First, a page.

PLATTSBURGH — Charles Fort reads new and collected works at Black Poetry Day Wednesday evening at SUNY Plattsburgh.
His works in progress are a novel, “The Last Black Hippie in Connecticut,” and a book of poems comprised of 100 villanelles.
He is equally adept at formal poetry as well as free verse.
“The writing started as far back as second grade, reading everything I could in the public library,” said Fort, who is back in Connecticut caring for his mother.
A jock-poet, he studied English as an undergrad at Siena Heights College in Adrian, Mich.
A McDowell Fellow, he attended Cranbrook Writer’s Conference thrice in Michigan and Bread Loaf twice in Vermont.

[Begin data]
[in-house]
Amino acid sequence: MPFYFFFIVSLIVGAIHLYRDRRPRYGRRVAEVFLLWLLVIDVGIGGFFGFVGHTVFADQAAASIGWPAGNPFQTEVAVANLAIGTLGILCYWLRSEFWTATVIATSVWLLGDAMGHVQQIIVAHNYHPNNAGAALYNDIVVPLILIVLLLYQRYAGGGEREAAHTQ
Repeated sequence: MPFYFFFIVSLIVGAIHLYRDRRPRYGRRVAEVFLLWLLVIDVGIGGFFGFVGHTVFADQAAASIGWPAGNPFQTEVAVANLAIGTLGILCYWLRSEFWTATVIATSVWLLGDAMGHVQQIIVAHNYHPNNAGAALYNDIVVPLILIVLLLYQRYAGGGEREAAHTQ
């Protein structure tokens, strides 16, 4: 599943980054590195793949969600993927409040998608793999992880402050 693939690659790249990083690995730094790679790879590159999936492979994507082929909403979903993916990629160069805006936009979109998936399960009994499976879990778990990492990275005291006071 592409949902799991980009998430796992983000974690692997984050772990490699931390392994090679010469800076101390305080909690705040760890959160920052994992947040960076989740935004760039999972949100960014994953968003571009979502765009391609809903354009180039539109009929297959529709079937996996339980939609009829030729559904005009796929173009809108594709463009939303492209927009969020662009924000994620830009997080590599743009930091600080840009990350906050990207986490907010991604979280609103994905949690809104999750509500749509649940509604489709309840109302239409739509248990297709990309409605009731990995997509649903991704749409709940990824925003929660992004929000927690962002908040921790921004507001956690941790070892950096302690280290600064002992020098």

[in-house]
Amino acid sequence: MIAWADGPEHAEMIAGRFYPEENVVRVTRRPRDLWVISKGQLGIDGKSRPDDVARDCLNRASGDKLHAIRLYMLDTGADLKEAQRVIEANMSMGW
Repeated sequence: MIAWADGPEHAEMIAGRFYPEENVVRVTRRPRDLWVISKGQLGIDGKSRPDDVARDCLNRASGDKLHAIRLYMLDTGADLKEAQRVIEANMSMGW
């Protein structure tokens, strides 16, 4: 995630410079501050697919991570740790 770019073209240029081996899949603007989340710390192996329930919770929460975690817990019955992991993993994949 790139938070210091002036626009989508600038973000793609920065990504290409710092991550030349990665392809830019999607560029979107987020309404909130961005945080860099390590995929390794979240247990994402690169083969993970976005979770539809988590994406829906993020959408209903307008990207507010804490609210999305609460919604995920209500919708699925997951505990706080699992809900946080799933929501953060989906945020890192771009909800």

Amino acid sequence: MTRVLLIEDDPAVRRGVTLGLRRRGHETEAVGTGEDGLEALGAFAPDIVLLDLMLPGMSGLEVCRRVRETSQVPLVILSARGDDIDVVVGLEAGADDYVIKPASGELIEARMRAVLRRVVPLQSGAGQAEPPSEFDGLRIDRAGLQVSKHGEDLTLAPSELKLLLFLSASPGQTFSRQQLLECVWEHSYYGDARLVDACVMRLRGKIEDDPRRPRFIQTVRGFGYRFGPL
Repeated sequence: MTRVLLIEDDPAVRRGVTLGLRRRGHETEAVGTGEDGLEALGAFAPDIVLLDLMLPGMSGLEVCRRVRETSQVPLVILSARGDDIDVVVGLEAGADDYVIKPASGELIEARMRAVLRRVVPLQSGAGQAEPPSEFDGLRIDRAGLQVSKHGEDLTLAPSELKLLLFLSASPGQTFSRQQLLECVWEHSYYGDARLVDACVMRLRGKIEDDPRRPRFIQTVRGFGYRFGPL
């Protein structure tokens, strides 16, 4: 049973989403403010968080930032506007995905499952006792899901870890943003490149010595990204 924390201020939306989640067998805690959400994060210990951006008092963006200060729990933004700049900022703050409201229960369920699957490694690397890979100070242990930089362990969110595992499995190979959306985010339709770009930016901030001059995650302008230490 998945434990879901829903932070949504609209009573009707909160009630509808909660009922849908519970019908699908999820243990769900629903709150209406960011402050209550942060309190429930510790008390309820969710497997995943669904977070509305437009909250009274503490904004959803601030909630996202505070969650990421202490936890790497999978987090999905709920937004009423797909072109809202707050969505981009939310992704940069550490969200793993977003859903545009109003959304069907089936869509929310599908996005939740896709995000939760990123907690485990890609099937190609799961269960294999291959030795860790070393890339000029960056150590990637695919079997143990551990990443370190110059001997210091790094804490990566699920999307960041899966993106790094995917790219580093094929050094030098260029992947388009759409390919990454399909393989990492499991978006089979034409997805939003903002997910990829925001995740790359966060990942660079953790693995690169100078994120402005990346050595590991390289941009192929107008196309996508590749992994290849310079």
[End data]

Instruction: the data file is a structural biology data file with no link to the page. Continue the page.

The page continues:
“I just knew where to go and how to get there, literally, in my hippie-hitchhiking days,” he said.
During one of his Bread Loaf stints up on the mountain, Robert Hayden, poet/essayist/educator, was a guest reader.
“They mocked him and started making fun of him because he was black and nearly blind,” Fort said. “He never called himself a black poet even though he wrote powerful work about lynchings, Frederick Douglass and other — quote, unquote — political poems. I wrote a poem for Robert Hayden in honor of him.”
Fort holds an old-school Master of Fine Arts in creative writing from Bowling Green University in Ohio.
Then, it was rare for an African-American to participate in creative-writing programs, but he points out that in those typewriting days, there were very few such programs, and one could count them on his hands and toes and those of Carolyn Forche.
His teachers, mentors and guest poets to the various colleges he has taught at are a Who’s Who of American letters: Isaac Asimov, James Baldwin, Ralph Ellison, Mark Strand, Donald Hall and Maxine Kumin.